Monday, 17 October 2011

The Shipwrecks of Lagos and Shipbreakers of Chittagong on the Bay of Bengal

The consequences of our inter-connected and time-space compressed world are all too apparent in Chittagong on the Bay of Biscay in Bangladesh. The dependence upon containerisation has meant that ships have got bigger and bigger;the world's biggest ship, the Maersk Triple-E (, dwarfs the size of container ships 10years ago. The question is: where do all these ships go to die? Where does their life cycle come to an end? The answer, is in the hands of the LDC countries, where ship graveyards like in Chittagong, have emerged and informal sector jobs have been created in a region beset by extreme poverty and at continuous risk from climate change.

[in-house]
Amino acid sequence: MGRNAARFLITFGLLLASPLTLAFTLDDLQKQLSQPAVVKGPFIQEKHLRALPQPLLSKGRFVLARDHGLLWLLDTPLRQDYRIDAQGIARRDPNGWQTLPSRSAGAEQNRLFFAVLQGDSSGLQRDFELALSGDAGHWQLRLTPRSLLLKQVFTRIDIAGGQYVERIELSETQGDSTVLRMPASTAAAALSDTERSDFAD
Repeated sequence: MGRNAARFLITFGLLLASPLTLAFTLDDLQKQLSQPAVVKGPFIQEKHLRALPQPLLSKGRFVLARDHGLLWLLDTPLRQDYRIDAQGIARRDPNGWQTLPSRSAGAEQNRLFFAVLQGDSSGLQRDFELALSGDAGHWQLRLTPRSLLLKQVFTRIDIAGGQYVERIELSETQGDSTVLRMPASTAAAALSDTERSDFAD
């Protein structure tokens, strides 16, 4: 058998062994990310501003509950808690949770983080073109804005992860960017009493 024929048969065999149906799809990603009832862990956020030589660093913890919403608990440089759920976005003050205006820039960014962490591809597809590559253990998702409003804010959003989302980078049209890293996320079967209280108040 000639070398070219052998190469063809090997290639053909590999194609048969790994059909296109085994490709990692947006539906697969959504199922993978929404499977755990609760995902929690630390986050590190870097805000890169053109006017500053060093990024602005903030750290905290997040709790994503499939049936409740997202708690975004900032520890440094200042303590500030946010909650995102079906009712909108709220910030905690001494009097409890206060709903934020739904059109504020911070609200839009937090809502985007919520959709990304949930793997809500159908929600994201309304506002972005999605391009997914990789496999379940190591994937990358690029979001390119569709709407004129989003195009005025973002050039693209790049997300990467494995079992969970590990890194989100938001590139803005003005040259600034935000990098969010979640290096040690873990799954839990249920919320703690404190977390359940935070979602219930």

As ever it is the world's most vulnerable and poorest who work to break these monolithic metal monsters apart, often with the most basic of tools. It is no surprise therefore, to learn that today 4 workers have died and 2 others are critically ill, after inhaling toxic gas ( In a cruel twist of fate it is the poor again who pick up the price tag and who bear the brunt of the environmental degradation on their landscape, while the core superpowers continue to thrive and grow. 

"We all know how ships are born, how majestic vessels are nudged into the ocean with a bottle of champagne. But few of us know how they die. And hundreds of ships meet their death every year. From five-star ocean liners, to grubby freighters, literally dumped with all their steel, their asbestos, their toxins on the beaches of some the poorest countries in the world, countries like Bangladesh."

Click here for the video news report:

Further links:

On a different tangent, it appears that ship wreck are causing a different type of environmental degradation in Lagos in Nigeria. It is interesting to see how the ships have acted as natural groynes causing a lack of sediment further down the coast.- see the report below: